While there’s a certain seasonal aspect to engine building, it’s not like once racers hit the tracks, all builders hit the beach. But the race and street cruising season does offer a chance to catch your breath and take stock of where things are before major projects pick up again in the fall.
As those who have gone through this before will tell you, now’s the perfect time to reload, re-up and re-aim your engine-building business.
To reload, you’ll need the latest parts. So we’re starting our look at summer engine building with a roundup of what’s new and exciting.
“What’s hot are Clevite Race Series bearings for the Chevy LS series engines,” says Bill McKnight of MAHLE Clevite. “From circle track to drag racing to off-road performance to street performance to you name it, everyone is working on LS motors. We’ve got bearings in all the above venues in engines making upwards of 2,000 hp.”
Liz Miles of Holley explains that those hungry power plants need constant feeding.
“Fuel systems are our hottest engine building products (carbs and EFI),” she says. “Expound on tuning it to the engine on the dyno before it leaves, so the customer is happy with the way it runs.”
And PBM’s Dick Boyer says, “Erson camshafts are our biggest mover at this time. The move of Erson to Louisville (Ky.) has dramatically improved our turnaround time on custom cams. This has allowed us to service our customer base better than ever before. Erson makes custom cams for all classes of racing, as well as performance street and marine applications.”
The warmer months are also a good time to restock your work bay with the latest tools and equipment.
PROFORM’s Rick Hobbs names one handy tool: “Our electric (piston) ring filer is hot,” he says. “It cuts down manual filing time by 80 percent.”
All in all, there are plenty of attractive products available to builders. For example, Dusty Dodge, director of marketing for Engine & Performance Warehouse, notes that EPWI has more than 125,000 part numbers in more than 110 product lines, available through 12 strategically placed warehouses across the U.S.
The big question, of course, is where are the opportunities to use these great new products and tools during the summer months?
“Offering customers the latest and greatest is an opportunity regularly missed,” says Miles. “Builders can get tunnel-vision using the same products over and over. The comfort of experience keeps them from being on the leading edge of engine building.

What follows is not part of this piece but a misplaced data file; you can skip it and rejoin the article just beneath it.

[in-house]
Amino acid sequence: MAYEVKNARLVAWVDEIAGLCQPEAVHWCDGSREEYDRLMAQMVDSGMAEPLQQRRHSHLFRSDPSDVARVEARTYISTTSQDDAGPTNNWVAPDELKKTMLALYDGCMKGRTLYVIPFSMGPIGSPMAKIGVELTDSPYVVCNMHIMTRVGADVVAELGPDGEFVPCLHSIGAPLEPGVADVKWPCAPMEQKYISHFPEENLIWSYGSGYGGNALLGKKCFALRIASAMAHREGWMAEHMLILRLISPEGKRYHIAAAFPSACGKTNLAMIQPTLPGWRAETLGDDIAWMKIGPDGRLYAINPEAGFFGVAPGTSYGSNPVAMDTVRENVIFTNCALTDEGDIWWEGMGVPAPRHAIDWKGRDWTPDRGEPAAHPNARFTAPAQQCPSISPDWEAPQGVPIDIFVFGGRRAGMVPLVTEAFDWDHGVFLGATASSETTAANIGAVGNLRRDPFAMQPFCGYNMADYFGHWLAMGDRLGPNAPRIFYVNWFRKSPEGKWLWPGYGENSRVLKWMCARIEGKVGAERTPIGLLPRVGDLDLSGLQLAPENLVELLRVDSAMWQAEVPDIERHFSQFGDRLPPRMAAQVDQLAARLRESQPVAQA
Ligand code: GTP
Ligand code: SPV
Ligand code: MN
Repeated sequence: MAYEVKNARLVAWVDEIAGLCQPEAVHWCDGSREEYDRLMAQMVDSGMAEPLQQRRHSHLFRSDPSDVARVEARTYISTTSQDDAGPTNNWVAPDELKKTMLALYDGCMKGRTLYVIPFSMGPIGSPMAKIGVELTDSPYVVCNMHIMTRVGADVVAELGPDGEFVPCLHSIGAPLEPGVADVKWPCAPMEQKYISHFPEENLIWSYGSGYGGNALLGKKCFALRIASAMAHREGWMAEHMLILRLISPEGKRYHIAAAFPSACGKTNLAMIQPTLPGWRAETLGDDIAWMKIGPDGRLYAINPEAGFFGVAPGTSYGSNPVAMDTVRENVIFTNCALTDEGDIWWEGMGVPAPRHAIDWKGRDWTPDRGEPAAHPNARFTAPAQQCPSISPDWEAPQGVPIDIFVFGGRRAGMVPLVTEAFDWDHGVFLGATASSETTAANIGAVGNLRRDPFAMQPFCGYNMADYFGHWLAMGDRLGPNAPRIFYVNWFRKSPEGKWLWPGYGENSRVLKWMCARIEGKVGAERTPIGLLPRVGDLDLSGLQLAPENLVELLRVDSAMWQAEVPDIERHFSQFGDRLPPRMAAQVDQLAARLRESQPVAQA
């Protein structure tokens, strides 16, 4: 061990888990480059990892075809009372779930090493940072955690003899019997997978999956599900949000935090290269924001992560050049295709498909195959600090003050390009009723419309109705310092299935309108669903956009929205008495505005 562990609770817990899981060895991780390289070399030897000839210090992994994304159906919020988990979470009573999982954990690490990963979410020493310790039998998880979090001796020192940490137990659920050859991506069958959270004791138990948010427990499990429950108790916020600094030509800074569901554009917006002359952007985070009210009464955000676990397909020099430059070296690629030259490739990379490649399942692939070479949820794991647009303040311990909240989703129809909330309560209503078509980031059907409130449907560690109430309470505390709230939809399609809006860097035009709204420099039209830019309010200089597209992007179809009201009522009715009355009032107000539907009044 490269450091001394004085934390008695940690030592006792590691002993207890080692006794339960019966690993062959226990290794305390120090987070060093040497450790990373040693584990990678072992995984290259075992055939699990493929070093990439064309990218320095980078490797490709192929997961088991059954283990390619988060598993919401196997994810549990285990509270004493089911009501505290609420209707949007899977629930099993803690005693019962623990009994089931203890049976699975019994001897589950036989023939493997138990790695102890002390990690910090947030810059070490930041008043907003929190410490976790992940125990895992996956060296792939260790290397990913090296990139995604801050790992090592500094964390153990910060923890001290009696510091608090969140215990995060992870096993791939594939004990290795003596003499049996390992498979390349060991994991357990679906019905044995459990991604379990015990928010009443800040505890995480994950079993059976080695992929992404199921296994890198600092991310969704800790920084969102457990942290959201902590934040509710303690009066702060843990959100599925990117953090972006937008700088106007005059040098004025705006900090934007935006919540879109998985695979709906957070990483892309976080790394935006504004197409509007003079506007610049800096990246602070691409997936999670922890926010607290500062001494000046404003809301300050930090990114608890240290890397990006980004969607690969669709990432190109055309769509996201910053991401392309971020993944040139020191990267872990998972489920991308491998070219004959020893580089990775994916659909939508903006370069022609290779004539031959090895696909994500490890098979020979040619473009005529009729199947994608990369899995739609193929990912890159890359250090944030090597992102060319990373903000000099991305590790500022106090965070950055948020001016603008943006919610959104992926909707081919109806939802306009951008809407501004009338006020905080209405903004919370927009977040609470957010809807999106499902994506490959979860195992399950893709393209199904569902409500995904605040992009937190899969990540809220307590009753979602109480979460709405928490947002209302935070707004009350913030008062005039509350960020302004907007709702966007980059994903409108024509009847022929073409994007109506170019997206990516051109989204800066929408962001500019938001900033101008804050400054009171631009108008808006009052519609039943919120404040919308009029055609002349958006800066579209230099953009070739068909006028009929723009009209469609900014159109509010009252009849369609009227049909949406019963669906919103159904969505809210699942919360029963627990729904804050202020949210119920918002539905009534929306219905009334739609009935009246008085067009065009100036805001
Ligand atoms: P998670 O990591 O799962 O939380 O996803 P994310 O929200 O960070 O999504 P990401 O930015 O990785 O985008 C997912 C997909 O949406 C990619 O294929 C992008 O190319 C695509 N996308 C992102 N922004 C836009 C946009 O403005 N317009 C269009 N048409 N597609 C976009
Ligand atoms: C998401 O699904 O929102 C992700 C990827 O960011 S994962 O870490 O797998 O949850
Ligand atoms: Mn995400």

“Keeping up on what’s new in the world of induction, for example, gives you the upper hand,” she continues. “Customers are usually open to new ideas and may consider a product like Holley’s Avenger EFI throttle body kit if the builder educates them on the features. A customer who thinks they only want a carburetor may really enjoy the trouble-free, self-learning abilities of our EFI systems. They will also appreciate products to make an engine look unique.”
Hobbs points out a commonly missed opportunity.
“Blueprinting is often overlooked,” he says. “Spending money in this area is well worth it in terms of performance and longevity. For profit growth, jumping on new products-such as our new LS valve covers-is absolutely critical.”
As far as market segments to target, Boyer suggests starting with the classics.
“The restoration market seems to be growing at this time,” he says. “When I have been out in the field calling on machine shops, I have seen more flathead Fords, Buick Nailheads, Y-block Fords and other odd engines than ever before. The street rod market seems to be moving toward this type of engine as well. It seems that the more obscure the engine, the better in that market.
“On the East Coast, I see more Subaru engines in shops than ever before,” he adds. “There is an interesting niche in that area for that particular type of car.”
And don’t forget the trucks in your search for added business.
“Besides the LS I just mentioned, both the 5.9-liter Cummins and the Duramax diesels are hot items too,” McKnight says. “We have bearings for both of those engines along with Victor Reinz gaskets. As the horsepower in those engines gets in the 800-hp range, OEM parts start to fail and that’s where we come in, as well as a shop that knows what’s going on.
“This fall, we have race bearings coming for the ZZ Toyota, Mazda Miata and the popular Subaru engine, so we haven’t forgotten about that market either,” he adds.
Next, we asked about the challenges engine builders currently face. A main hurdle, manufacturers note, are ready-made motor packages.
“The biggest threat are all the crate engines,” says PROFORM’s Hobbs. “(It’s) getting harder for the builder to compete unless a custom engine is required.”